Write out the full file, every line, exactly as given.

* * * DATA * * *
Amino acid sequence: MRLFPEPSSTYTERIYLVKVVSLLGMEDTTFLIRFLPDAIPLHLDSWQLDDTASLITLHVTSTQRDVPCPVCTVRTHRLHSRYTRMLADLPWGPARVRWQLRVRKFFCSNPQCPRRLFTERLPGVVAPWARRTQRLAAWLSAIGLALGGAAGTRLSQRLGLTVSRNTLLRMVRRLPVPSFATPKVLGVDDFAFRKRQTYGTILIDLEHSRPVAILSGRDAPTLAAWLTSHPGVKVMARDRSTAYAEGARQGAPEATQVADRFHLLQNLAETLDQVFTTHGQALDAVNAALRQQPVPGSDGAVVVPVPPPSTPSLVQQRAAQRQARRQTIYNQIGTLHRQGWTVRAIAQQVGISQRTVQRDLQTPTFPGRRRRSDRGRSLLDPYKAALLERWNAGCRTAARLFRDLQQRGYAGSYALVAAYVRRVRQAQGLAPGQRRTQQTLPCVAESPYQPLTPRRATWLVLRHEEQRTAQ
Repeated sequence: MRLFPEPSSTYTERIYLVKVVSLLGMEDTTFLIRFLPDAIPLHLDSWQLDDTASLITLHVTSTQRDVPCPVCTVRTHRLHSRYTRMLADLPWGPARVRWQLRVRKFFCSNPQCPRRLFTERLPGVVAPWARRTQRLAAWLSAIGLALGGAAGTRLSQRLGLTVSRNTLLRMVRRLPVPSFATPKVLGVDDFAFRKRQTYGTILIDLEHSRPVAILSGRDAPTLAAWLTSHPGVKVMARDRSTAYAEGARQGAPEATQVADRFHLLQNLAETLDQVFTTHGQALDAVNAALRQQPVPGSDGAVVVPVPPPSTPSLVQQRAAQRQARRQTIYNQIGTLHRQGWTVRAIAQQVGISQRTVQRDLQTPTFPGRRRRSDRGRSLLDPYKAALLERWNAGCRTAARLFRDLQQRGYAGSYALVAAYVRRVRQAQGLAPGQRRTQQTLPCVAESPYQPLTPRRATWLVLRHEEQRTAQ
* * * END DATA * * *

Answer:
Amino acid sequence: MRLFPEPSSTYTERIYLVKVVSLLGMEDTTFLIRFLPDAIPLHLDSWQLDDTASLITLHVTSTQRDVPCPVCTVRTHRLHSRYTRMLADLPWGPARVRWQLRVRKFFCSNPQCPRRLFTERLPGVVAPWARRTQRLAAWLSAIGLALGGAAGTRLSQRLGLTVSRNTLLRMVRRLPVPSFATPKVLGVDDFAFRKRQTYGTILIDLEHSRPVAILSGRDAPTLAAWLTSHPGVKVMARDRSTAYAEGARQGAPEATQVADRFHLLQNLAETLDQVFTTHGQALDAVNAALRQQPVPGSDGAVVVPVPPPSTPSLVQQRAAQRQARRQTIYNQIGTLHRQGWTVRAIAQQVGISQRTVQRDLQTPTFPGRRRRSDRGRSLLDPYKAALLERWNAGCRTAARLFRDLQQRGYAGSYALVAAYVRRVRQAQGLAPGQRRTQQTLPCVAESPYQPLTPRRATWLVLRHEEQRTAQ
Repeated sequence: MRLFPEPSSTYTERIYLVKVVSLLGMEDTTFLIRFLPDAIPLHLDSWQLDDTASLITLHVTSTQRDVPCPVCTVRTHRLHSRYTRMLADLPWGPARVRWQLRVRKFFCSNPQCPRRLFTERLPGVVAPWARRTQRLAAWLSAIGLALGGAAGTRLSQRLGLTVSRNTLLRMVRRLPVPSFATPKVLGVDDFAFRKRQTYGTILIDLEHSRPVAILSGRDAPTLAAWLTSHPGVKVMARDRSTAYAEGARQGAPEATQVADRFHLLQNLAETLDQVFTTHGQALDAVNAALRQQPVPGSDGAVVVPVPPPSTPSLVQQRAAQRQARRQTIYNQIGTLHRQGWTVRAIAQQVGISQRTVQRDLQTPTFPGRRRRSDRGRSLLDPYKAALLERWNAGCRTAARLFRDLQQRGYAGSYALVAAYVRRVRQAQGLAPGQRRTQQTLPCVAESPYQPLTPRRATWLVLRHEEQRTAQ